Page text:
richard whitlock

 Photographs and films in orthogonal parallel projection

   moving pictures      installations      Double Cube



Exhibition Title: Heterotopias – Beholders of other spaces, First Biennale of Contemporary Art, Thessaloniki

Dates: 26 May – 30 Sept. 2007

Supporting institution: Greek State Museum of Contemporary Art

Curator: Maria Tsantsanoglou

Locations: Greek State Museum of Contemporary Art, Port of Thessaloniki, Archaeological Museum, Bazaar Hammam

Participating artists: TurzunAli, VictorAn, VahramAgasyan, YuriAlbert, NikitaAlexejev, Andreas Angelidakis, FrederickWilliamAyer, BabiBadalov, TeymurDaimi, Alexis Dallas, Lydia Dambassina, Andrei Fillipov, Georgos Golfinos, ElenaKambina, Georgos Katsangelos, ShalvaKakhananashvilli, GeorgiiLitichevskii, IsaacMathes, LuisNobre, Ahmet Ögüt / Sener Özmen, SabineRéthoré, Andrei Roiter, Omid Salehi, Kalin Serapionov, Sholmaz Sahbazi, Ganjina Sharpova, Imogen Stidworthy, Danae Stratou, Arpine Tokmajyan, Guram Tsibakhashvili, Ira Waldron, Richard Whitlock, Vadim Zaharov, Narine Zolyan.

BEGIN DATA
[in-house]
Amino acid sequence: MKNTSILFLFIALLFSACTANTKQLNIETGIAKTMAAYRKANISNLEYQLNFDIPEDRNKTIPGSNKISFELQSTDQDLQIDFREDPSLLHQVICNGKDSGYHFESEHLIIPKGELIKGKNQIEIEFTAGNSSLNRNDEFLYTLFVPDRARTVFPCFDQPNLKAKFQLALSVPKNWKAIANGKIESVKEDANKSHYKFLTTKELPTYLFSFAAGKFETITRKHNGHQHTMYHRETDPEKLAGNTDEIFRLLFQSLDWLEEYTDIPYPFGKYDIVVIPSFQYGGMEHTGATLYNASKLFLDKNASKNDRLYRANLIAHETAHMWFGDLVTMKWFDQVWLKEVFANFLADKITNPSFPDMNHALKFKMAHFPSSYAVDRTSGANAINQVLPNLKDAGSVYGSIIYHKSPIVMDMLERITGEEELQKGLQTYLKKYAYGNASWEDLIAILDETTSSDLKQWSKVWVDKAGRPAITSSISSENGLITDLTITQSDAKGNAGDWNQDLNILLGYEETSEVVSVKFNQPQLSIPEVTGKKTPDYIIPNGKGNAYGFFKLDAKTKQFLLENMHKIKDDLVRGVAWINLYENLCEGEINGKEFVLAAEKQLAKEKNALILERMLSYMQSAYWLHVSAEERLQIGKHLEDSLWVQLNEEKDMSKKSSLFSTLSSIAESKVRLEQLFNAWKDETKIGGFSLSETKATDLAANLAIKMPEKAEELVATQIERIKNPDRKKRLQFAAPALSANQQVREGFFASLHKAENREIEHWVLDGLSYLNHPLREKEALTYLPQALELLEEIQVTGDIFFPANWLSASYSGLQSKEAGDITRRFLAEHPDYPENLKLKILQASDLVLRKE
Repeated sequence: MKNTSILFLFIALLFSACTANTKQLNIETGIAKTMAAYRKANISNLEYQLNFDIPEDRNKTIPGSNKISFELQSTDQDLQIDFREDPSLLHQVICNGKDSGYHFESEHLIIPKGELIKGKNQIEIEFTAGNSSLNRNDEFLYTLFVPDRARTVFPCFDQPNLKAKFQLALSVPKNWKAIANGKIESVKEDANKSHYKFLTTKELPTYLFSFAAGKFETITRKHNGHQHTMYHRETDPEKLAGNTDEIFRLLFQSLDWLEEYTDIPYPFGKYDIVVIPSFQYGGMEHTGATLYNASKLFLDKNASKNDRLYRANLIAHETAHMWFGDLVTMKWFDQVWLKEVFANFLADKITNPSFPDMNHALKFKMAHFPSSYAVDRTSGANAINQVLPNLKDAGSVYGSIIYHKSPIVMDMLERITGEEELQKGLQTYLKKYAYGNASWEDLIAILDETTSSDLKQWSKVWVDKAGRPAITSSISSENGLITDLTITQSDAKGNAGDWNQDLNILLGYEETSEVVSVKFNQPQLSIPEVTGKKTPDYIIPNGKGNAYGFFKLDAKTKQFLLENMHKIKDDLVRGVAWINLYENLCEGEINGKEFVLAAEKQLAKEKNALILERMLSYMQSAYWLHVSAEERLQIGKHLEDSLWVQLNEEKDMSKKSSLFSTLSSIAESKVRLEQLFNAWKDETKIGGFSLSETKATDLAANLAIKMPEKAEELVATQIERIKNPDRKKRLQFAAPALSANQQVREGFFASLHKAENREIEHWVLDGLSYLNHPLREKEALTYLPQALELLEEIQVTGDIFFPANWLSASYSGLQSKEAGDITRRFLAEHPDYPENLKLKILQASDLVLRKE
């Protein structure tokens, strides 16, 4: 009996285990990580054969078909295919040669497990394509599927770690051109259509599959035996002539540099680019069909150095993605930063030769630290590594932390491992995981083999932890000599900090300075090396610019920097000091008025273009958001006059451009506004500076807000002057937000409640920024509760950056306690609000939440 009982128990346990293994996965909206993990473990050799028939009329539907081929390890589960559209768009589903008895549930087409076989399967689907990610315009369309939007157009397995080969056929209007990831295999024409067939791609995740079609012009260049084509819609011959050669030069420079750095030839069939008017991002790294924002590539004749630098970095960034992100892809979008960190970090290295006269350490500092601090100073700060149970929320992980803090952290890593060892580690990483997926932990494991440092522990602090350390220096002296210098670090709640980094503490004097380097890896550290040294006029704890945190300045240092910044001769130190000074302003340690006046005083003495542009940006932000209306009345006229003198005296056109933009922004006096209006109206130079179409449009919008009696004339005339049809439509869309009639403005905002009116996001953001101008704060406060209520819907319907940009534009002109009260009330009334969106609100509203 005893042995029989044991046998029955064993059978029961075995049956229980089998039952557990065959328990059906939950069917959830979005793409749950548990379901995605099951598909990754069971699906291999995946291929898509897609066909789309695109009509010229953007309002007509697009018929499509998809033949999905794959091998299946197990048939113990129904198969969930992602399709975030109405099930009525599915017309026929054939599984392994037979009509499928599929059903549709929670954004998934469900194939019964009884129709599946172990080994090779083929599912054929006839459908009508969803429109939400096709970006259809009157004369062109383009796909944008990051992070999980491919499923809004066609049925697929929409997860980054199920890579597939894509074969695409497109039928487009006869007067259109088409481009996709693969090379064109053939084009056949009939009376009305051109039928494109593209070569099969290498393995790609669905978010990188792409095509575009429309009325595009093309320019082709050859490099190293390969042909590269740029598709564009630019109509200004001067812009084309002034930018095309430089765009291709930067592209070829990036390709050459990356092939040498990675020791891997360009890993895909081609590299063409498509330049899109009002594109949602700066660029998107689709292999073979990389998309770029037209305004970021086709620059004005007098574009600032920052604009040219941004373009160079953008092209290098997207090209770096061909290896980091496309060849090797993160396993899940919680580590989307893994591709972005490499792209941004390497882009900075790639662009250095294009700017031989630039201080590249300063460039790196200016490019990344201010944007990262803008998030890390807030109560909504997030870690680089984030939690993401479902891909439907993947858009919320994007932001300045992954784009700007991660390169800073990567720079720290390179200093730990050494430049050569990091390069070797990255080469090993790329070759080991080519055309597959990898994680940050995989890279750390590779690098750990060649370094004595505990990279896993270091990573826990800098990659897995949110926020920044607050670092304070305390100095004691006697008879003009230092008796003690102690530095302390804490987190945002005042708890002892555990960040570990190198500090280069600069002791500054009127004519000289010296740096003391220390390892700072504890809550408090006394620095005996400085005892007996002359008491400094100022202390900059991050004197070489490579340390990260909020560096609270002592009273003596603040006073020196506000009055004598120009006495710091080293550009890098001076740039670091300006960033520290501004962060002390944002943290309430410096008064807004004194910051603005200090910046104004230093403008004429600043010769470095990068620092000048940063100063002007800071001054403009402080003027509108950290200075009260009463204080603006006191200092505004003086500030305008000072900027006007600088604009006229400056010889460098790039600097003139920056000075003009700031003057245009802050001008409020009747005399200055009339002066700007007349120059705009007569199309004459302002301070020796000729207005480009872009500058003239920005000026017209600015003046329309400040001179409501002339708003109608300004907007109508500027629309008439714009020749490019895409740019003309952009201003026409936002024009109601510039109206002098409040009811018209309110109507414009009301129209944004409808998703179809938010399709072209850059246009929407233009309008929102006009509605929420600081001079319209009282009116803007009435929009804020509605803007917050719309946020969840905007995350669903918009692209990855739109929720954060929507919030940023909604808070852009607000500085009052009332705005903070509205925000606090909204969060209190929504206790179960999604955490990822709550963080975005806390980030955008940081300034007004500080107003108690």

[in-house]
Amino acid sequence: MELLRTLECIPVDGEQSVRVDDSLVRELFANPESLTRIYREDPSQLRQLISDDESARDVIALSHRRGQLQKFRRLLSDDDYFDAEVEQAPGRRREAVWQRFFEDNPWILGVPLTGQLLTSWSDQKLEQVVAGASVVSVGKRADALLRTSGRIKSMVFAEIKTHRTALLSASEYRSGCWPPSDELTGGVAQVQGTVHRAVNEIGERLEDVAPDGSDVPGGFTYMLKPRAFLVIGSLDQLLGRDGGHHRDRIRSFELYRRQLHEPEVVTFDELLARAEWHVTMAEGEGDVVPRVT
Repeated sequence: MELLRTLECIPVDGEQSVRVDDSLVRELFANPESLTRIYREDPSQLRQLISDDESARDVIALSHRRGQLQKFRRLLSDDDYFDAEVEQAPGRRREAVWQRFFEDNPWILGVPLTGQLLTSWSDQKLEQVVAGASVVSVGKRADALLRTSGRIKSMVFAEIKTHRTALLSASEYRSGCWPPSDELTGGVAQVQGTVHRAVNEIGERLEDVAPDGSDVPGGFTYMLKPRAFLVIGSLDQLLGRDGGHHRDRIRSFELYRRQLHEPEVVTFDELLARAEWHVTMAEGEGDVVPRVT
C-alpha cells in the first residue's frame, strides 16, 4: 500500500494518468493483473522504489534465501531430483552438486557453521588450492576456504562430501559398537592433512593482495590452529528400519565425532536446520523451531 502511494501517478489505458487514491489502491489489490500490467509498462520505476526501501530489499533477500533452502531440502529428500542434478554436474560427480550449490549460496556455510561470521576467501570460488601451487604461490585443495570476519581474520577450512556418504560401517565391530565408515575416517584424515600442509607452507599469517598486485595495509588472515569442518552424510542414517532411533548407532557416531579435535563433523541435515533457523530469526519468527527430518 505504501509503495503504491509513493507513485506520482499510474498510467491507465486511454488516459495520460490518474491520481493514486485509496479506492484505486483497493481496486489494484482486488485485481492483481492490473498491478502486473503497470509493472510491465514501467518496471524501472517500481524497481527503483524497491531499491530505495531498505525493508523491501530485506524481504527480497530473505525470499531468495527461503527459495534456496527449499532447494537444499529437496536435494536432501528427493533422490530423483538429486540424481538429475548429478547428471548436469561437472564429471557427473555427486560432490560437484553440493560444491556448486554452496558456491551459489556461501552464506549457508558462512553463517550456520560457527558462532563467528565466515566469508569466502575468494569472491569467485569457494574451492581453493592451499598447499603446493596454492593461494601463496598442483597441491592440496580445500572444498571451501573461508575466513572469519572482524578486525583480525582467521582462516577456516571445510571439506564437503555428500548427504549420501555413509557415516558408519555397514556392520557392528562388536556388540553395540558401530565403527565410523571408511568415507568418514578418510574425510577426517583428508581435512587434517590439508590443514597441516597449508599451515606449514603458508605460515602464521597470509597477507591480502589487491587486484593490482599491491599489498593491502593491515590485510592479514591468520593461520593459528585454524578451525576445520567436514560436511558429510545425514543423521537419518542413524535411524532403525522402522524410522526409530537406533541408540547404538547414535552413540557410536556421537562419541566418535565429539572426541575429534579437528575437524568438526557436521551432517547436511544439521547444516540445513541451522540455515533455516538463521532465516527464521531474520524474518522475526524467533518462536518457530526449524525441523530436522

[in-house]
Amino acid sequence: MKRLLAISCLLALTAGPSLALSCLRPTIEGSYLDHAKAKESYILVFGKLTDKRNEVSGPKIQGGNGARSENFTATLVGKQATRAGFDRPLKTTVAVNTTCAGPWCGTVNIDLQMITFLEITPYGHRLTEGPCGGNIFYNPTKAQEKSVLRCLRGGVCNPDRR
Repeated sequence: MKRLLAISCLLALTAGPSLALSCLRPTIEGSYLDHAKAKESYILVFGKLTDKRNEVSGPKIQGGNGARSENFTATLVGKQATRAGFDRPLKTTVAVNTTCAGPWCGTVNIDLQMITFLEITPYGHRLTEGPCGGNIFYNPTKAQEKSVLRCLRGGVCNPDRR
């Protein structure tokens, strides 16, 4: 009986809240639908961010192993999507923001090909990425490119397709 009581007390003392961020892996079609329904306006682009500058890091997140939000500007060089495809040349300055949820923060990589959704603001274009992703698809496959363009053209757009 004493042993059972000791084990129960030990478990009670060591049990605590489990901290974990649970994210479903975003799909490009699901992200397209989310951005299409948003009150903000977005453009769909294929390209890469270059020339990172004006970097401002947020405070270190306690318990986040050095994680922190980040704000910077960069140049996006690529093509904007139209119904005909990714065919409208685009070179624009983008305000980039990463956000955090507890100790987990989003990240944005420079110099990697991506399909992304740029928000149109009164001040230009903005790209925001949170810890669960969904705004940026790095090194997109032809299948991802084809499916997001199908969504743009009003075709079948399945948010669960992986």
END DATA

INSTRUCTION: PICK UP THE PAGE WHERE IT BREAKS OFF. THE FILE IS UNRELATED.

Title of work: Double Cube

Site of work: Bazaar Hammam

Dimensions of work: ca 10m3

Materials: Nikel-plated PVC film on wood and moulded plaster.










“Richard Whitlock’s installation in the antechamber of the Agora Baths (Bazaar Hamam, late 15th century) is about the displacement (heterotopia) of the dome of the chamber by reflection in the liquid floor below, which of course never existed though it could occur under certain conditions. The reflection of the dome is broken into by the silent undulations on this surface made by a falling drop of water, that according to Heraclitus could ripple on and on for ever. Only that here it is arrested by the artist, fixed and imprinted in the surface. Meanwhile the ever over-arching dome continues to move in the steamy vapours and in the fluctuations of the light coming into the space.

The duration of the exhibition, May 21st to September 30th 2007, is sufficient for the illusion of the reflection to become incorporated into the historical building.”

Charalambos Bakirtzis

Centre for Contemporary Archaeology, Thessaloniki.